Figure 1. Surface reconstruction from histology data

Figure 2.Surface reconstruction from MRI data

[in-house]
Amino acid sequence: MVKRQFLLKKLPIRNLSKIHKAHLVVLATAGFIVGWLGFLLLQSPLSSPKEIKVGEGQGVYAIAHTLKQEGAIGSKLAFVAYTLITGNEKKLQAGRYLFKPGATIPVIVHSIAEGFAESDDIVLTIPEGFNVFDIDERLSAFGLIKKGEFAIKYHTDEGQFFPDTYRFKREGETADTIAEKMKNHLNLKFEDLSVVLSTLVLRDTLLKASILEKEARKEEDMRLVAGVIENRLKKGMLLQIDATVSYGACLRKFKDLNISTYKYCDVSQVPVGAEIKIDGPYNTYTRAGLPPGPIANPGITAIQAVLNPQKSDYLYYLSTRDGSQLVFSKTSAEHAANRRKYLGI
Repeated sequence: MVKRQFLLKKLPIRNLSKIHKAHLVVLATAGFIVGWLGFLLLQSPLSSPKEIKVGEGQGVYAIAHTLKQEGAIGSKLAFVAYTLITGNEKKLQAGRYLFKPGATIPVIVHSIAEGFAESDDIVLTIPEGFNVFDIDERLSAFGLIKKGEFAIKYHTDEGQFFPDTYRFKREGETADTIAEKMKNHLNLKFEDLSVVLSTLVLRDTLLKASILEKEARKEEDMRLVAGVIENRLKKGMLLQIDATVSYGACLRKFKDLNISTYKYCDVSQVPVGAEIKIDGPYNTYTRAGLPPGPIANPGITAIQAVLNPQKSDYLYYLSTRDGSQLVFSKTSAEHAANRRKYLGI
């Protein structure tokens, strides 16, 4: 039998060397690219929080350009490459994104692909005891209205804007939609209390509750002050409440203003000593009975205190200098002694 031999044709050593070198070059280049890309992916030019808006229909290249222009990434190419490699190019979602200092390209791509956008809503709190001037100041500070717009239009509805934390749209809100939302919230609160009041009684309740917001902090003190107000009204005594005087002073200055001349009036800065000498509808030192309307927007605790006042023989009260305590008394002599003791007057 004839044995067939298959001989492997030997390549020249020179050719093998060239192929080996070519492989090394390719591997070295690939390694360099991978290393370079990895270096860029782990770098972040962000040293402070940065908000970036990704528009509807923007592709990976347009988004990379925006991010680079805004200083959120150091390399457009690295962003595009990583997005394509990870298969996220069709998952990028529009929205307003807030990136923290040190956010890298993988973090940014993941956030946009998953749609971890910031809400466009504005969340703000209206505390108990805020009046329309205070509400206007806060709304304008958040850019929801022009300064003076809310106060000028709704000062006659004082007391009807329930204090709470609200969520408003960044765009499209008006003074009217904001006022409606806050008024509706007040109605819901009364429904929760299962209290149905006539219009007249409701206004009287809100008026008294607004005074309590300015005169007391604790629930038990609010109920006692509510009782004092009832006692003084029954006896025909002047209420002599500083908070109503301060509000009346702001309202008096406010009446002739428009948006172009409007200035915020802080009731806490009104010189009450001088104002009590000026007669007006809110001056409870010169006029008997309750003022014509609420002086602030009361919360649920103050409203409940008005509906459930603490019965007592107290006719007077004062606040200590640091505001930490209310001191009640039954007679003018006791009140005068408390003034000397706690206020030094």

IV. CONCLUSIONS This paper presents a new technique for multi-modal image registration based on the estimation of non-rigid deformation in the three dimensional space. The application consists in registering sets of data from different imaging modalities. This allows comparison and integration of information from different modalities. The specific case under study consists in the morphing of data from histology sections to match MRI data. This image registration technique supports semi-automatic segmentation of sets of 3-D medical images. The proposed surface extraction technique employs gradients in sequences of 3-D medical images to attract a deformable surface model by using imaging planes that correspond to multiple locations in space, instead of detecting contours on each imaging plane in isolation. In the field of medical image analysis, human experts also rely on multiple imaging planes to determine the borders of objects of interest. The effectiveness and accuracy of the deformation estimates depend on the number of surface points and the number of feature points extracted from sets of medical images. An issue concerning this relation that is difficult and deserves attention is to develop a methodology to find the optimal number of points that gives the best estimates and does not sacrifice speed of computation. In order to obtain a set of correctly-matched feature-point pairs, our method requires the manual selection of similar regions of interest between two imaging modalities to obtain two 3-D discrete-space gray-level functions. As a consequence, it also requires manual establishment of correspondence between two sets of features. The extraction of a feature point from the region of interest applies the Wavelet Transform. To avoid manual selection of regions of interest, we suggest the automatic extraction of feature points from the whole region described in a sequence of images. This implies that conditions to judge the selection of feature points must be developed. One way to automatically establish a correspondence between two sets of feature points is the use of combinatorial search. This will require the development of a measurement of the similarity for two features points that must overcome the differences between two target images. ACKNOWLEDGMENT This work was funded by CONACYT Grant J-40574-Y. REFERENCES [1]